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WHAT WORKS IN EDUCATION The George Lucas Educational Foundation

Why Arts Education Must Be Saved

Almost every one of us can point back to a creative pursuit, in or out of school, that enhanced our skills, knowledge, or understanding. Yet the majority of secondary school students in the United States aren't required to enroll in arts courses, many elementary schools nationwide lack art classes or activities, and arts and music instruction is often the first thing to go when schools feel the pressure to improve test scores.

Happily, from this admittedly grim background spring many rays of hope. In our special report on arts education, Edutopia paints a bright picture of how schools are forging innovative community partnerships to bring rich, academically integrated arts curriculum to their students:

*   Read about a network of educators committed to offering essential activities based on Howard Gardner's eight intelligences, including integrated daily arts instruction.

*   Watch students sing opera through a program built on theories about brain-based learning and research into children's neurological development.

*   Discover how one school district grew a program to link children with the city's vast cultural resources by working with community professionals from orchestras, dance companies, theaters, and museums.

*   Follow the design and testing of an arts-integrated curriculum that includes theater arts, spoken word poetry, and hip-hop to make the arts more accessible to the most marginalized students.

 

And, in celebrating National Novel Writing Month, we discover a nationwide program that encourages would-be student novelists to write their hearts out -- not for glory or grades but just for the intrinsic reward of writing the story.

When you click on any of these links, you'll also find links to the rest of this special report about the advantages of arts education -- more articles, a video -- so read on, and we think you'll agree that all of us should support the arts in school with all our vigor.

Comments (28)Sign in or register to postSubscribe to comments via RSS

Donna's picture
Anonymous (not verified)

Hector - you have a truly remarkable story. What struck me most throughout was the way you look at life and the viewpoint of your past. I have heard stories of many people who grew up in tough neighborhoods and experienced troubling times. I was impressed with the way you spoke of your past - explaining what happened without making excuses. You seem to have made some great choices that will live on in your students as serve as inspiration. You have made an impact on me as a way to move forward and not dwell in the past.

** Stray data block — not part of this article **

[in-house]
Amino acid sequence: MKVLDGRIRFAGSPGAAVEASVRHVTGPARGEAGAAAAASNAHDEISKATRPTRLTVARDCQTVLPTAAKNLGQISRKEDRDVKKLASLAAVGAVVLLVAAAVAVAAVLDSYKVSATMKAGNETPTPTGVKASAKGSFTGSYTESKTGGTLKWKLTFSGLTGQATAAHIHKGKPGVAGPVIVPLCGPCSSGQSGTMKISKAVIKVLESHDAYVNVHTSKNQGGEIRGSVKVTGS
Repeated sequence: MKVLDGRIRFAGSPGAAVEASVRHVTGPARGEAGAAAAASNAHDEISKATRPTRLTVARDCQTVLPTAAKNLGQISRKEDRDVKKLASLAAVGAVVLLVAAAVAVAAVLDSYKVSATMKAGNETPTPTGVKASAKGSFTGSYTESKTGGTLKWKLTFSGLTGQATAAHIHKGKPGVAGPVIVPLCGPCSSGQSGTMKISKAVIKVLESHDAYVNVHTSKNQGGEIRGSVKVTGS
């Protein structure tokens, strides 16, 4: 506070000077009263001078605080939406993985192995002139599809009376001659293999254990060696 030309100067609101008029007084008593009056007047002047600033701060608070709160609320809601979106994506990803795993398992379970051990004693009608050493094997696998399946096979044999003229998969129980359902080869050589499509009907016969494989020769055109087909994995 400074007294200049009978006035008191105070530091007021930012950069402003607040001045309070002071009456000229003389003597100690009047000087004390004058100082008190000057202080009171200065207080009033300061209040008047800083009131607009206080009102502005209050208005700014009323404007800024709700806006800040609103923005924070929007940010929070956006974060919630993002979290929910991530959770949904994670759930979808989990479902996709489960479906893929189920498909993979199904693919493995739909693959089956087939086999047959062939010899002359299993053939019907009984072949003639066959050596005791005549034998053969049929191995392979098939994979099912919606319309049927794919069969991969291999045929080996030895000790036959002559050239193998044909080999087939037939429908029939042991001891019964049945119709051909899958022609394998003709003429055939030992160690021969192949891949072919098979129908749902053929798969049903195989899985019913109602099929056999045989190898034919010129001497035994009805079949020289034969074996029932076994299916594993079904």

Elliot Johnson's picture

I found a program that combines Literacy with arts in a way I had never seen before. Phonics Fantasy Dance combines letter sounds with African and Caribbean dance moves. Students actually learn to read while dancing. I found this to be a great and effective way to utilize the arts in the classroom. I use their DVD as a transitional activity to help me teach but I am sure it can be used in lots of ways. Their site has a ton of information and research: www.phonicsfantasytheater.com

Kristie Martin's picture

I agree with you in that Art needs to be an important part of education and not a special class that students go to during the day. Especially art forms such as dance and theater. I believe that those things enhance the brain and help students of all ages become involved in something they may know that they like. I currently teach dance at a ballet school and also teach school and am constantly trying to figure out ways to incorporate both movement and learning together. I think the thing we need to focus on in most in schools right now are things that will consistently enhance learning, by not just looking at tests, but by looking at creativity through many aspects.

Kristie Martin's picture